Review: The Language of Thorns by Leigh Bardugo

The Language of Thorns by Leigh Bardugo

Published by: Imprint

Publication Date: September 26, 2017

Genre: Young Adult, Fantasy, Fairytales, Retellings

Page Count: 288

Rating: 4.5/5

Source: Purchase

Goodreads | Indigo | Amazon CAN | Amazon US | Book Depository


Enter the Grishaverse…

Love speaks in flowers. Truth requires thorns.

Travel to a world of dark bargains struck by moonlight, of haunted towns and hungry woods, of talking beasts and gingerbread golems, where a young mermaid’s voice can summon deadly storms and where a river might do a lovestruck boy’s bidding but only for a terrible price.

Perfect for new readers and dedicated fans, the tales in The Language of Thorns will transport you to lands both familiar and strange-to a fully realized world of dangerous magic that millions have visited through the novels of the Grishaverse.

This collection of six stories includes three brand-new tales, each of them lavishly illustrated and culminating in stunning full-spread illustrations as rich in detail as the stories themselves.


“Dark things have a way of slipping in through narrow spaces.”

Over the last few years, I’ve been looking for more retellings, fairytales, and folklore. I can’t stop myself by gravitating toward them. What is there to complain about? Readers enjoy to jump back into a familiar story, feel at home, and just live in these stories. In Language of Thorns, Leigh whisks me away, and I love her writing, storytelling, and captivating characters. The more she writes the more I want. She has evolved into a multi-faceted and talented author who I can’t help but adore.

These stories don’t match her other ones. The tone and writing are completely separate but are a part of her Grishaverse. Is that a problem? No. I actually appreciate the separation.

I must also mention the artistry in and outside of this book. Sara Kipin, the illustrator, beautifully brings Leigh’s words to life. Each page reveals a new illustration in the book until the final one that gives you the end result. The book is worth the money, and, from time to time, I still keep catching myself flipping through the book. The Language of Thorns is a beautiful, haunting, lyrical, and dark collection of cleverly written tales. These stories aren’t you traditional folktale. She will take a traditional fairytale and turn it into a whimsically dark story of her own.

 

Ayama and the Thorn Wood

Ahh, I loved reading this story. Leigh weaves in bargains with betrayals, sacrifices, and power of an unremarkable girl, Ayama, who defies the odds of standing up against a beastly prince. Leigh incorporates many issues girls face in these kinds of stories: they can’t be the hero and must be pretty for them to have a good life. Ayama may be unattractive, but that fact doesn’t devalue her worth, and this story shows that sometimes the pretty girls don’t always get the happy ending.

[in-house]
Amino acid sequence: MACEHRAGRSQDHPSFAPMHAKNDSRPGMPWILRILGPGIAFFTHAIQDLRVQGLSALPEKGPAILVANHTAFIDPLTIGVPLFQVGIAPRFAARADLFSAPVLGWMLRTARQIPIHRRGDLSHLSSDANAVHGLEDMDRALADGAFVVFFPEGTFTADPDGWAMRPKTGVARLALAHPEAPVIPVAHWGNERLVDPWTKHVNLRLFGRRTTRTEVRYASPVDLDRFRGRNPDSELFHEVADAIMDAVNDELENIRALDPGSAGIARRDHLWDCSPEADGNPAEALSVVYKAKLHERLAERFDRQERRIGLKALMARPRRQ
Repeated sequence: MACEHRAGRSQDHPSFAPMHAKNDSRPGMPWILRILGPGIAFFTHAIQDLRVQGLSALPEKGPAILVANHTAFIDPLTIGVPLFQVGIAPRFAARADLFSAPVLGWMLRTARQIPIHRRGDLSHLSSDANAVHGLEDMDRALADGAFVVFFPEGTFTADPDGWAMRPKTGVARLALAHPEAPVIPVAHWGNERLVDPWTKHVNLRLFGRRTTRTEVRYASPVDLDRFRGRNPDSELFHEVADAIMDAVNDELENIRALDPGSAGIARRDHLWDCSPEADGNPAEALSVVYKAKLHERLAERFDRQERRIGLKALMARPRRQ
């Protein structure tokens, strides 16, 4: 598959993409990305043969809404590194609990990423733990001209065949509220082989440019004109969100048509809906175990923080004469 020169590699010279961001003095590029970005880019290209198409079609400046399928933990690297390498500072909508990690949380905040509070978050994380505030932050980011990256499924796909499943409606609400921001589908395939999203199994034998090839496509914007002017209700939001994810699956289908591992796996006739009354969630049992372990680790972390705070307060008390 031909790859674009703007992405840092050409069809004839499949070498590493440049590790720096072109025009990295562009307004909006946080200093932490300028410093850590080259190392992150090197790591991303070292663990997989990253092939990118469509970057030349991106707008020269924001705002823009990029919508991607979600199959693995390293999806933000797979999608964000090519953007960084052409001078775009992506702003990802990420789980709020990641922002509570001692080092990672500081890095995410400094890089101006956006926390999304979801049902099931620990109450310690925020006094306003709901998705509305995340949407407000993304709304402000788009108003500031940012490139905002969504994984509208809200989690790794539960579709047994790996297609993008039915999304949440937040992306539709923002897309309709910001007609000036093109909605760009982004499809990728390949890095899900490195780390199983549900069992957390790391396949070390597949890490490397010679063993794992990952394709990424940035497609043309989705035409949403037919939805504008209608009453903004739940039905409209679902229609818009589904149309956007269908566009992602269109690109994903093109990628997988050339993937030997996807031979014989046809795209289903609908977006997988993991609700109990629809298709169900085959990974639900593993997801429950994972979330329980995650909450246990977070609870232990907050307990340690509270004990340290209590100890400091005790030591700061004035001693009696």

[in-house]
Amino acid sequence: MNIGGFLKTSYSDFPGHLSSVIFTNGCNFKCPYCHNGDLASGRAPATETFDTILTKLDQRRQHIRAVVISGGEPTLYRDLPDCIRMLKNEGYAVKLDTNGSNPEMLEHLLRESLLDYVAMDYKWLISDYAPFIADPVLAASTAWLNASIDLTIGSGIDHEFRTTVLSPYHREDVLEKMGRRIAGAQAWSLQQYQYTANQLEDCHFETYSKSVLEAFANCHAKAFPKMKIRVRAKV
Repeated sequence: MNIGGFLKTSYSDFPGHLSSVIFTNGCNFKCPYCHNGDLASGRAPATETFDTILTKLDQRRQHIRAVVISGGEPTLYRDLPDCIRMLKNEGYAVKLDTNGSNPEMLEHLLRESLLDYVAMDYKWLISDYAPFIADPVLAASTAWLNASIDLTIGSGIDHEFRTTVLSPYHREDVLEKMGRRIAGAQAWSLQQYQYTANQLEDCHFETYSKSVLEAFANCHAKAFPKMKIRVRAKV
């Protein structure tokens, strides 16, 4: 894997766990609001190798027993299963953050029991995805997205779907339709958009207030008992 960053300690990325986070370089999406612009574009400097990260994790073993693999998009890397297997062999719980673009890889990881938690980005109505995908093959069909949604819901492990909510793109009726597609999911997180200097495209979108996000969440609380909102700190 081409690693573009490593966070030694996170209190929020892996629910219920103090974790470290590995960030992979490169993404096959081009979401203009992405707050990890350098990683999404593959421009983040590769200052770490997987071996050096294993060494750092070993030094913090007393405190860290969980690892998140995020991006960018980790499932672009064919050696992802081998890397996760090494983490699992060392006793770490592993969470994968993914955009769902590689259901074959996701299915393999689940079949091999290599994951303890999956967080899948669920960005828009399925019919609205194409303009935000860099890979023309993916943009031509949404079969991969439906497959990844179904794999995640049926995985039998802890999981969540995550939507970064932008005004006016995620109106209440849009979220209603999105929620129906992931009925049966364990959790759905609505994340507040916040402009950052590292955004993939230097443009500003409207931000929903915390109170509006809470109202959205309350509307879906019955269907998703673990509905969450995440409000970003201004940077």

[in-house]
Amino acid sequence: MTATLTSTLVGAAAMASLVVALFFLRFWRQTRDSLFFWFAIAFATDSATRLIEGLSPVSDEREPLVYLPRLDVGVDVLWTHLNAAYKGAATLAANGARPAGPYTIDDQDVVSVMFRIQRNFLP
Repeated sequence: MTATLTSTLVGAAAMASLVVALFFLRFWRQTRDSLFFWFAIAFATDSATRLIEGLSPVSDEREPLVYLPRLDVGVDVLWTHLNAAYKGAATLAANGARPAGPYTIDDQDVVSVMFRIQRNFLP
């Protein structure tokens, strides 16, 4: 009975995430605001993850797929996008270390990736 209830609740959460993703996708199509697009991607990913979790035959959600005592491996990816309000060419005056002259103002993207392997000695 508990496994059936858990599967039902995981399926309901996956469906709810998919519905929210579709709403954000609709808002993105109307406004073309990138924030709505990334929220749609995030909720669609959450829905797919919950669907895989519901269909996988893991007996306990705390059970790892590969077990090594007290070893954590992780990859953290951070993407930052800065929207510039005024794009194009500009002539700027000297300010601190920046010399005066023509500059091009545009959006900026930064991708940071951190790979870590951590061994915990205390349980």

The Too-Clever Fox

The anti-hero Koja the fox has never had a good start in life, so in order for him to survive, he outsmarts everyone in the forest. But this clever fox might be outwitted by a trickster he never sees coming. Smarts aren’t always a good thing.

 

The Witch of Duva

And here’s your twist on Hansel and Gretel and the evil stepmother. But that wicked old witch and mommy dearest aren’t the beasties you should fear. Leigh puts in the typical stereotypes in lore and then throws in a twist or two. I love this story.

 

Little Knife

Finally! Thank you, Leigh, for letting the girl not choose the man. Bow down to the queen. Give her that crown and throne. This tale is of a father who seeks the right, if I mean the most richest, suitor for his beautiful daughter and proposes a competition for all the men who want her. Whoever wins will get the hand of this fair maiden, but here’s a catch: she has other plans in mind.

 

The Soldier Prince

Leigh breaths in new life into this tale of the Nutcracker. He’s always there to serve, protect, and fight. But what if he wants something more in life. What if he wants something for himself. He finally wakes up. This story may keep you up at night.

 

When Water Sang Fire

I’ve found this story hard to read. The ending tore at me, made me want to hit something, yet showed me so much more. And that reaction is what I look for in a good story. Leigh throws in a new twist for this Little Mermaid retelling. What are you willing to give up so your people will accept you? What will you do to be who you want to be? Well, she sprinkles in some treachery and betrayal, and you have a poignant yet powerful tale.

And I finally meet a certain someone who goes by the name of Darkling. Bring on the swoon.

 

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